Technology

Pentagon is close to enterprise-wide infrastructure to deploy AI at scale: DoD AI Symposium

‘We should be able to download code directly onto a jet […] and maybe in the future […] download it into our brains’: Dr. Roper

Dr. Will Roper
Dr. Will Roper
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The Pentagon is close to having a enterprise-wide AI infrastructure that can be deployed at scale, and could one day be connected to the human brain.

The Pentagon is close to unlocking the ability to deploy enterprise-wide software that could one day be potentially downloaded into the human brain, according to Assistant Secretary of the Air Force for Acquisition, Technology and Logistics, Dr. Will Roper.

“Within the Air Force and Space Force, we are close to having that enterprise-wide infrastructure that will make AI at scale possible” — Dr. Will Roper

However, before plugging pilots and fighters into the matrix, the Pentagon will be testing the enterprise-wide AI platform on its non-organic weapons of war, such as planes, ships, and tanks.

Speaking at the DoD AI Symposium on Thursday, Dr. Roper announced, “Within the Air Force and Space Force, we are close to having that enterprise-wide infrastructure that will make AI at scale possible.”

With an enterprise-wide platform comes access to enterprise-wide data, which is something that the Pentagon still hasn’t fully flushed out, according to Dr. Roper.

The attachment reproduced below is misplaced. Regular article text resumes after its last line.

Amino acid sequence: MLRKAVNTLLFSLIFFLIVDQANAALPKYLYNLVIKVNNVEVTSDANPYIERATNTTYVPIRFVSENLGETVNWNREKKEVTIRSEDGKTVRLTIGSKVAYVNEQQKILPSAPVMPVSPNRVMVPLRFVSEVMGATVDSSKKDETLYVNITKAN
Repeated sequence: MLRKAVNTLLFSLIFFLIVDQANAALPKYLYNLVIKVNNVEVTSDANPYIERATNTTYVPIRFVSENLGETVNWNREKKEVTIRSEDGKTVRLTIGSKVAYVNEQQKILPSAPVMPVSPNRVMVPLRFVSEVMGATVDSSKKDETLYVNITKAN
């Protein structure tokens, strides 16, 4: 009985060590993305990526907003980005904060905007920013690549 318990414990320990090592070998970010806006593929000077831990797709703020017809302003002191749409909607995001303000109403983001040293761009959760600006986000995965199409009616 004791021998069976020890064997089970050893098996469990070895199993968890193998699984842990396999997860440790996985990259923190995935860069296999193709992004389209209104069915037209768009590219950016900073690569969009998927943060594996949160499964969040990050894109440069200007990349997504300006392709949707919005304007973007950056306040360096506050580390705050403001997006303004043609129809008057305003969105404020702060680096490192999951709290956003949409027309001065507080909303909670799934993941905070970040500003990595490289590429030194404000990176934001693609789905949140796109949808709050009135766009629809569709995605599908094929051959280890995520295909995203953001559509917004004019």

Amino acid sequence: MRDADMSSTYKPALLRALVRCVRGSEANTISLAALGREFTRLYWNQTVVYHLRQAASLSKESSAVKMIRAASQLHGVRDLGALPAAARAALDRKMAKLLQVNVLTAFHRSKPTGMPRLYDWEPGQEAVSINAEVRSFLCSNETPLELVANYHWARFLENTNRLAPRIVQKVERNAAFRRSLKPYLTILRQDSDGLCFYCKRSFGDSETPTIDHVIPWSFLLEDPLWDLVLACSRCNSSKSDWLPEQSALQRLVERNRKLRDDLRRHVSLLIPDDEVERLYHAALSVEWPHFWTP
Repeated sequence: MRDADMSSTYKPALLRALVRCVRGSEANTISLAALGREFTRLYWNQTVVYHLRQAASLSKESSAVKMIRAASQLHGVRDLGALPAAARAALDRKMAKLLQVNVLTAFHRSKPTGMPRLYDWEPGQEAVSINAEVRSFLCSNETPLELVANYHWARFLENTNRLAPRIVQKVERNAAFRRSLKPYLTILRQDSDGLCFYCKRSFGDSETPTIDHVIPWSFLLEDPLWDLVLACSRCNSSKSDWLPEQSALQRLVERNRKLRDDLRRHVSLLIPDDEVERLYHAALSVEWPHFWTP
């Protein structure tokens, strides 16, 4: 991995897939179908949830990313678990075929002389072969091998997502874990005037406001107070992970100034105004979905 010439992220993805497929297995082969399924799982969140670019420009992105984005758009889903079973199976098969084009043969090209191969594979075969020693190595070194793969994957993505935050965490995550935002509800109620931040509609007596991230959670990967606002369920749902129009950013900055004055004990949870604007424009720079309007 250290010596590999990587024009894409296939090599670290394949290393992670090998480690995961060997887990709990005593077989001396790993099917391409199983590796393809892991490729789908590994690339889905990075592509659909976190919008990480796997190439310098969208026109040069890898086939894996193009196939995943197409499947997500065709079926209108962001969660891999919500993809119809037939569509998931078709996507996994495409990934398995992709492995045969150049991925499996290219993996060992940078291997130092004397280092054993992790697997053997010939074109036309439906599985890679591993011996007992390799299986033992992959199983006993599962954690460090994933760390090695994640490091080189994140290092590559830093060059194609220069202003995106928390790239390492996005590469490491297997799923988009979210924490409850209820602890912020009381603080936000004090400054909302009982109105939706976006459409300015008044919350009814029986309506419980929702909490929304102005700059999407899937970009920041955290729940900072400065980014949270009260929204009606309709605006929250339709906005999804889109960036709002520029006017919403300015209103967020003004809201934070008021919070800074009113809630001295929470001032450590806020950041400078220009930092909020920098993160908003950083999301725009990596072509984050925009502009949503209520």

“Just like downloading code on the matrix, we should be able to download code directly onto a jet […] and maybe in the future […] download it into our brains” — Dr. Will Roper

But once the Department of Defense has a fully-functioning, enterprise-wide infrastructure combining cloud, data, and an AI platform, then it can deploy the technology at scale to all parts of the Pentagon.

“Once you have enterprise-wide cloud, platform, and data all managed as a service, now you can do Data Analytics as a Service, AI as a Service — not just used by one platform, or one different group of operators, but used by all,” said Dr. Roper.

He added, “Just like downloading code on the matrix, we should be able to download code directly onto a jet and know that it’s going to work without fail.

“And maybe in the future, in a sci-fi future that we’re not to yet, maybe download it into our brains eventually.”

The idea of merging AI onto a human brain is not a new one.

Millions tuned in when Elon Musk recently gave a demo of his Neuralink brain implant on pigs where he prognosticated, “In the future, you will be able to save and replay memories,” adding, “then ultimately, you could potentially download them into a new body or into a robot body.”

“I’m willing to predict that in future warfare, before a combatant commander counts the number of munitions or platforms that they would take into combat, they’re first going to look at their digital infrastructure and data, knowing that if they are out-classed in those two facets, they will lose against an adversary that’s faster” — Dr. Will Roper

And two years ago, the Defense Advanced Research Projects Agency (DARPA) developed a brain-computer interface that used signals from the brain “to command and control […] not just one aircraft but three simultaneous types of aircraft.”